Nobody ever said to me that teaching was going to be an easy job. In fact, during my training two years ago over half of my peers decided to jump ship and swim to safety in what I can only assume was clear water towards another career. The sharks, in fact, were already on board, chomping at my heels rather than infesting the surrounding water and picking off my scaredy peers. And so two years later, into my third year of teaching, I’m still aboard the profession, although I must admit that on occasions, like the poet Stevie Smith pre-empted, I’m not waving but drowning.
Hi my name is Luke. I’m an English Literature and Creative Writing lecturer and I teach A Levels here at Halesowen College. I have to admit that English was always my speciality and is actually what a little piece of paper from the University of Worcester says I’m best at. That doesn’t mean that I don’t love Creative Writing though. Teaching novels like ‘Jane Eyre’, a 521-page whacker of a Victorian novel, is always ‘academically challenging’. I’ve had to re-teach myself some of the fundamentals about the text over the last year or so, but teaching within such strict time restraints, to an examining board specification, can shift the focus from relishing a text to panicking that you’re not quite going to finish it in time for Christmas.
Creative Writing, however, is pretty much the polar opposite. The freedom that the subject offers is not just liberating for students, but for teachers too. Choosing an extract from a favourite novel, poem or script can really bring the best out of you and your teaching – I’m not someone that can put on a façade and dress up a novel that I really dislike, and in all honesty, you’re never faced with that problem in Creative Writing. This year I’ve even tried my hand at some creative theory and development of writer’s techniques which seems to have gone down well and, I think, perhaps have given the subject a little more substance and academic discipline – perhaps my A2 students will disagree?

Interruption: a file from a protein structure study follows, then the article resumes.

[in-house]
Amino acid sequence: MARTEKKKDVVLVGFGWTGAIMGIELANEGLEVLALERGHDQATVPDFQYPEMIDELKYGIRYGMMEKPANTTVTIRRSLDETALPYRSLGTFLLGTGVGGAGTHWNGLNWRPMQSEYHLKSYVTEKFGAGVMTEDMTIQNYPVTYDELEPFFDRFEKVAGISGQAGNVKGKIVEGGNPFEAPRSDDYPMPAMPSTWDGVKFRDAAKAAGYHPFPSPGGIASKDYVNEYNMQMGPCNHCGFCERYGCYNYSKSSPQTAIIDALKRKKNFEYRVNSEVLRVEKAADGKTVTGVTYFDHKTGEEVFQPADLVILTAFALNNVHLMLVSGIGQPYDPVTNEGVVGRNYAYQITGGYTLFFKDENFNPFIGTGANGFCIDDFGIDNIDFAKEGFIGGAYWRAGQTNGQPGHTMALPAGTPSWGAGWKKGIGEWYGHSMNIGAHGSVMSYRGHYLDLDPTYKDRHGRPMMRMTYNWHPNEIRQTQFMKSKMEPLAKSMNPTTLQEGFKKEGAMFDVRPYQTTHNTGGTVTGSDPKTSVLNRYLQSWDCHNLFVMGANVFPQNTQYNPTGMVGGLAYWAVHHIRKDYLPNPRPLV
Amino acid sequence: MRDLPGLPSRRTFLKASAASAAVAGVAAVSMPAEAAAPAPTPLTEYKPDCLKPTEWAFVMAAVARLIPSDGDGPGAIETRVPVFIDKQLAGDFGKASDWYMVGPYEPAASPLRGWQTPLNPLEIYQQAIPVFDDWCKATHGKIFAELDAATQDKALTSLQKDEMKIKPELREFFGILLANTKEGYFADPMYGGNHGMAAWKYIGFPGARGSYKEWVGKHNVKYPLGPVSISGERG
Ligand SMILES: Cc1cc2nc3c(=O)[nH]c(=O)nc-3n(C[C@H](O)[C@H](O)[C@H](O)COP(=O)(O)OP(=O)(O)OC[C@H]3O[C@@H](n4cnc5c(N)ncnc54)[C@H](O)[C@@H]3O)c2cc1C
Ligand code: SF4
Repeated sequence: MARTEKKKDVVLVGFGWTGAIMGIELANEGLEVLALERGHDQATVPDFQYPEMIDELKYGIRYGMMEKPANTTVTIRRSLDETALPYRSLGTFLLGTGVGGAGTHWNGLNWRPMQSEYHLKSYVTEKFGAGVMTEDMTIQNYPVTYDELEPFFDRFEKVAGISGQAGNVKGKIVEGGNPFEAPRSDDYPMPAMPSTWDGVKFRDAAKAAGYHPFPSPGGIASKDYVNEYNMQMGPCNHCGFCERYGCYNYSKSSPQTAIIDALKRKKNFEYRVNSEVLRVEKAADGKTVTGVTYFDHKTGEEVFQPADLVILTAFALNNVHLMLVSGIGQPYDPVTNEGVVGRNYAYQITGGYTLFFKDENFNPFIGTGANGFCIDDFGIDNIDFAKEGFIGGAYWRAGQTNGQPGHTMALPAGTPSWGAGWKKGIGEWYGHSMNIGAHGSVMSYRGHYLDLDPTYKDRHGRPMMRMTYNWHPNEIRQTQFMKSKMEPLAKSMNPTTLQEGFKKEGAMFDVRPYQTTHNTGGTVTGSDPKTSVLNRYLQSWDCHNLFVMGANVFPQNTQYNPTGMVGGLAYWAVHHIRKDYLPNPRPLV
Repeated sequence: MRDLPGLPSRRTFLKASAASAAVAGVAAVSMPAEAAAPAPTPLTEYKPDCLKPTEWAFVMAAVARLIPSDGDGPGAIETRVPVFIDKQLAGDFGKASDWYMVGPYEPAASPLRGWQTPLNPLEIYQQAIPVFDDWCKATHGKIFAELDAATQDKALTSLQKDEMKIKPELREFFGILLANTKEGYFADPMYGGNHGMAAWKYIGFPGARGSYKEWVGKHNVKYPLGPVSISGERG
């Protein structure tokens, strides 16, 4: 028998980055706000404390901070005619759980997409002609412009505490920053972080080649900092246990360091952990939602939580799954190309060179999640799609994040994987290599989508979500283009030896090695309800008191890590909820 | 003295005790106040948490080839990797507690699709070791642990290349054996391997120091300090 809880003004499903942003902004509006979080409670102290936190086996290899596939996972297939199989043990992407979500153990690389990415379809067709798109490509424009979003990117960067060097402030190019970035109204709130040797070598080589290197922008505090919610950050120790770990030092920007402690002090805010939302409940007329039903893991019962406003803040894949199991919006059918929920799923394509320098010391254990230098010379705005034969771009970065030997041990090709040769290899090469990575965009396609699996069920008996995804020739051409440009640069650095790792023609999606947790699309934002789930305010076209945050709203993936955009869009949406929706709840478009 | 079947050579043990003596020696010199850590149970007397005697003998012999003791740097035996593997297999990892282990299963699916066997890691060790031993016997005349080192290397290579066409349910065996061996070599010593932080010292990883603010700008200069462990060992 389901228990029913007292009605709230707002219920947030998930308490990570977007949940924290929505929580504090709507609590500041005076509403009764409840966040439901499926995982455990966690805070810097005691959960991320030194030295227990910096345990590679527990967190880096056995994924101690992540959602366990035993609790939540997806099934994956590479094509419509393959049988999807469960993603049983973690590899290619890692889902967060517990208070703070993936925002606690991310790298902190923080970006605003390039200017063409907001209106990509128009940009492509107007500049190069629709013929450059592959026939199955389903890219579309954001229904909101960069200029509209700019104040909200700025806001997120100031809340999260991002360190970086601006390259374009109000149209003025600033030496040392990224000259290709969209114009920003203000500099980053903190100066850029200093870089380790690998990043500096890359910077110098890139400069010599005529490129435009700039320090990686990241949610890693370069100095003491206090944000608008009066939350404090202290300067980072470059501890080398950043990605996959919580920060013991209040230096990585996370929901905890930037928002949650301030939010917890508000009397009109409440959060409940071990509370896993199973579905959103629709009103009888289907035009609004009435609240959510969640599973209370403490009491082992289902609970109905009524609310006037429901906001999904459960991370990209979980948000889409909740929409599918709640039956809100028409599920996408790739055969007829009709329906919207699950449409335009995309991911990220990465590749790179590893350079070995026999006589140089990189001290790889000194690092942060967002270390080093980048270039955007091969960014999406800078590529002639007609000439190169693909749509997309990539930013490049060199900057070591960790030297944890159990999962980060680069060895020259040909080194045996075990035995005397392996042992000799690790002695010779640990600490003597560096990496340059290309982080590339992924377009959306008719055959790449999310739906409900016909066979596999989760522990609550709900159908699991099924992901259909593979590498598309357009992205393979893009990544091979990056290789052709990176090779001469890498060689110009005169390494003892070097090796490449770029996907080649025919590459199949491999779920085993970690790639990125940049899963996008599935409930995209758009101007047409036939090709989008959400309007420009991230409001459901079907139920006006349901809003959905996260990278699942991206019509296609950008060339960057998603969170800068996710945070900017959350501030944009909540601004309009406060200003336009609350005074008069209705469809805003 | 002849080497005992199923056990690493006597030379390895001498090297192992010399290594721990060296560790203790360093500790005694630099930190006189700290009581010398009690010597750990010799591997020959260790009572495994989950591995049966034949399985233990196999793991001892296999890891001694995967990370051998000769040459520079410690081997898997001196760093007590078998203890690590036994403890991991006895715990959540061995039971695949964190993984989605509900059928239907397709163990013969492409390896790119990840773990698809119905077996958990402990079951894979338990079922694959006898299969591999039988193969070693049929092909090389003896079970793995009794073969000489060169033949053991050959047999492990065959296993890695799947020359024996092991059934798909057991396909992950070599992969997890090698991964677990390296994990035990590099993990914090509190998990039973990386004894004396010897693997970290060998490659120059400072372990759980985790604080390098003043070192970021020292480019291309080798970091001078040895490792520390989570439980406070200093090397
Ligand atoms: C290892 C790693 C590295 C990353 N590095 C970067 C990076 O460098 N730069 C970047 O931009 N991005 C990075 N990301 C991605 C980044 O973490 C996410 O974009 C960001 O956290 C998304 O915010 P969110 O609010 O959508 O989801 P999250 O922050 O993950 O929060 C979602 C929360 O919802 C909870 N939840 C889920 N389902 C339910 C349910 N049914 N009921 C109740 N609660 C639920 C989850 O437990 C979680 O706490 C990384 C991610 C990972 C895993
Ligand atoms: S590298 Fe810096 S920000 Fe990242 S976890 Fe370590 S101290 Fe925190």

So how’s this year been going, I hear you ask? Well, the first half-term is always a difficult few weeks: Lots of new faces, lots of new texts, lots of new marking and lots of new paperwork. Personally, I wouldn’t give it up for the world, but that doesn’t mean that it isn’t challenging – it’s just that sometimes, when you get that light bulb moment with a student who’s perhaps struggled with a writing style or text, it makes every moment worthwhile. That’s super cheesy, I know, and as a Creative Writing teacher I will give myself a figurative and linguistic slap on the wrist. “Practice what you preach” and all that jazz.
Well, I should probably wrap things up for the first month as I’m starting to re-discover the fear of impending word counts – I can already feel the itch of the editor inside, trying to claw his way out, like a blog-i-fied Mr Hyde. Here’s to another crazy year of teaching with ever greying hair, stacks of marking, hours of planning and magical moments in the classroom both embraced and appreciated because, hey, who wants a 9-5?